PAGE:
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War and the transformation of British society c1903–28

Key Topic 1: The Liberals, votes for women and social reform

The activities of the women’s societies and the reaction of the authorities.
Children’s welfare measures, old age pensions.
Labour Exchanges 1909, the National Insurance Act 1911.

Key Topic 2: The part played by the British on the Western Front

The BEF and 1914.
Britain’s contribution to the Western Front 1915–17.
The end of the war.

Key Topic 3: The home front and social change

DORA, censorship and propaganda.
Recruitment and rationing.
The part played by women.

Key Topic 4: Economic and social change 1918–28

The changing role of women 1918–28.
Industrial unrest 1918–27.
The General Strike of 1926.

Women during the First World War

The Changing role of women

Before the war women had been campaigning for the vote. These suffragettes used often-violent tactics to draw attention to their cause. They smashed windows, chained themselves to railings and set fire to empty buildings. One, Emily Davis, killed herself at the Derby by throwing herself at the racehorses. Once the war began the campaign stopped. During the war the number of working women grew by 1 million. Many of these jobs had been thought of as men only occupations. Over 120,000 women trained to be nurses and from 1917 women were allowed to join the army and serve in non-combat roles.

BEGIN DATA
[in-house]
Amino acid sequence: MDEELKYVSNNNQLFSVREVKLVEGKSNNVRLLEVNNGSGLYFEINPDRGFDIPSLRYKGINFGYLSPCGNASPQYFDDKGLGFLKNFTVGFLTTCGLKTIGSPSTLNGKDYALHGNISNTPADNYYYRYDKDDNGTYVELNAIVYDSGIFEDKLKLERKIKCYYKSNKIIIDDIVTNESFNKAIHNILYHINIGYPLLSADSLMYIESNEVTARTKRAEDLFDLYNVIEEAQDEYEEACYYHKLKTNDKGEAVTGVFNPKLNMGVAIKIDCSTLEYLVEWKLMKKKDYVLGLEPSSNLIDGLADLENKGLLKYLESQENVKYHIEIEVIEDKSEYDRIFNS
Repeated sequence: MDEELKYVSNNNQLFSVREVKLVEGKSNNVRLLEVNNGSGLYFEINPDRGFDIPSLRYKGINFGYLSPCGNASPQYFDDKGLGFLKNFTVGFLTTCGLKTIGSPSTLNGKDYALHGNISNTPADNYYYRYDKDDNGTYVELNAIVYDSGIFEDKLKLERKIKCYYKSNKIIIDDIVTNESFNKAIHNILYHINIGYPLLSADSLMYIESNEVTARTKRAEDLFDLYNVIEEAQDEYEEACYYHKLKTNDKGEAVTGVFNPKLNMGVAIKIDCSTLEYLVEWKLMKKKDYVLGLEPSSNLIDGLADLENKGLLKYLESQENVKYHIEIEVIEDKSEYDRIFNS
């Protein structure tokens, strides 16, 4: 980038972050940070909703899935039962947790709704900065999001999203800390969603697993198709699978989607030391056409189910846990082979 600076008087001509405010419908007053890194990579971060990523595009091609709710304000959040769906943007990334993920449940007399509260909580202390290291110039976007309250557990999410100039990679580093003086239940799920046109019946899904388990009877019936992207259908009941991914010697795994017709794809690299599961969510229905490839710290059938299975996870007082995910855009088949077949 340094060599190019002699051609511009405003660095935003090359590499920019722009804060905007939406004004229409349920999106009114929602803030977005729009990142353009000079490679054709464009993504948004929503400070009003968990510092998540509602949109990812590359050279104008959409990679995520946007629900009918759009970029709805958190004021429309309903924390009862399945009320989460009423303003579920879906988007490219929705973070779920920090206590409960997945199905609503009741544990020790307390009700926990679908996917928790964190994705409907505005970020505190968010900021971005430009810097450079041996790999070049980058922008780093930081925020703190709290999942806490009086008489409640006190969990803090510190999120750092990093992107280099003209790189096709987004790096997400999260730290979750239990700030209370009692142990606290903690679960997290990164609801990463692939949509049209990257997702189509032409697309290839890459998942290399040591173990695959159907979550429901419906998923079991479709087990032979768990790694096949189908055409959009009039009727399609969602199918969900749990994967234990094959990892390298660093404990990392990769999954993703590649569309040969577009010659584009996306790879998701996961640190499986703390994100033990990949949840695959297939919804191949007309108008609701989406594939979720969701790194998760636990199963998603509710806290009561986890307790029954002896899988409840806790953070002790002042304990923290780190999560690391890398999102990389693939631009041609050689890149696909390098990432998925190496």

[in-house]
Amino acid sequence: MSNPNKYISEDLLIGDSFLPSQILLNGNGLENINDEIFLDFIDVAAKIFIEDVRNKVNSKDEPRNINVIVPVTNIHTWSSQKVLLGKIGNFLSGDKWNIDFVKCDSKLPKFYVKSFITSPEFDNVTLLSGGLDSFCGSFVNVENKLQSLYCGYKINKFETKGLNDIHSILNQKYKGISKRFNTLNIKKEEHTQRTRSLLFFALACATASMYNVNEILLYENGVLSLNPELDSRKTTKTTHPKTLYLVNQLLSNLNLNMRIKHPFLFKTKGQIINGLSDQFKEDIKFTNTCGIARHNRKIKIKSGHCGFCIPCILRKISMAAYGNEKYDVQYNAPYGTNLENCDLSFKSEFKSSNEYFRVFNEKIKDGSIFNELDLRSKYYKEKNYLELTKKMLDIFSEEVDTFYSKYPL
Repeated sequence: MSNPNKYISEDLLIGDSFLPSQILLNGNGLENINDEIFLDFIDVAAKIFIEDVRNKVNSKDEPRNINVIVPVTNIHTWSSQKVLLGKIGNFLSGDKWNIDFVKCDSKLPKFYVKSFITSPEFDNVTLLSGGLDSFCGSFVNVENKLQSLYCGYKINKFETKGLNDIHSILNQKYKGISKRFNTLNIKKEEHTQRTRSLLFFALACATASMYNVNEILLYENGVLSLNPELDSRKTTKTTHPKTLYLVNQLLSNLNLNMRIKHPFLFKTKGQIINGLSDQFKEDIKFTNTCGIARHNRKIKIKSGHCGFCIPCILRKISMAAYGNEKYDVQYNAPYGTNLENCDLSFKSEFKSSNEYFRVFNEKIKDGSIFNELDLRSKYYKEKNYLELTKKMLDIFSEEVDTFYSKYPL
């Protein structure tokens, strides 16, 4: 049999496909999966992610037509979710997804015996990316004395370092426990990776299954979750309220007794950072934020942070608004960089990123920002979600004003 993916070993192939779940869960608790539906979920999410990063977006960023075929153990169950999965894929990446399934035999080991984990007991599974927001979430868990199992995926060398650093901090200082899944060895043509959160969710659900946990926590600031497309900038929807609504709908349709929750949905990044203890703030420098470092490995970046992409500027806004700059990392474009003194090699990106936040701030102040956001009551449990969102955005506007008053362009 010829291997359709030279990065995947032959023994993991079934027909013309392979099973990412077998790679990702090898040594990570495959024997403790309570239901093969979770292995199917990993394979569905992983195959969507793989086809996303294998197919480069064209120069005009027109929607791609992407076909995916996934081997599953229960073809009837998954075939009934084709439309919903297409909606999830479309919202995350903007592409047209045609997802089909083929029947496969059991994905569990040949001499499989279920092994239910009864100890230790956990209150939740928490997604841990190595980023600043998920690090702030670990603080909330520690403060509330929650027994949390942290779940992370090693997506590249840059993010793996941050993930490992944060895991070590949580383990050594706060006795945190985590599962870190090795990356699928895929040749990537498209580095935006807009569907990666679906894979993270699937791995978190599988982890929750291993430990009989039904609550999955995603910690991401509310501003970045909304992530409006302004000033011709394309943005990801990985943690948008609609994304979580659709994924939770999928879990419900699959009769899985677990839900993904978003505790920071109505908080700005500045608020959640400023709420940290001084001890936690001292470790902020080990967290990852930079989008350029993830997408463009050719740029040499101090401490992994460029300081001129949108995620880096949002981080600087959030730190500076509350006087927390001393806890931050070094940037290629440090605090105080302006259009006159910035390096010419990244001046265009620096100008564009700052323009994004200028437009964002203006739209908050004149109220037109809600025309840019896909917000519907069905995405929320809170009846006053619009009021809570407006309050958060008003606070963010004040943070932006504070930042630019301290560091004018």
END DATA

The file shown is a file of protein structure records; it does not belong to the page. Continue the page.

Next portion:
• Women had very few rights before the First World War.
• The government encouraged women to convince men to volunteer.
• Women had to take over traditional men jobs in factories, mines and farms when all the able-bodied men were conscripted into the army.
• Many women also helped directly in the war effort by helping in the armed forces.
• Many women served as nurses with the Voluntary Aid Detachments (VADs) on the Front lines helping wounded soldiers.
• Many women also worked on army office jobs through the Woman’s Army Auxiliary Corps (WAACs).
• The war encouraged women to broaden their horizons and led to women getting the vote in 1918.
• When the war ended though many women lost their jobs as men returned home from the army but they now had proven they could work as well as any man.

Links:

FirstWorldWar.com - article about the way that the Suffrage movement responded to the war effort.

 

 

 

   

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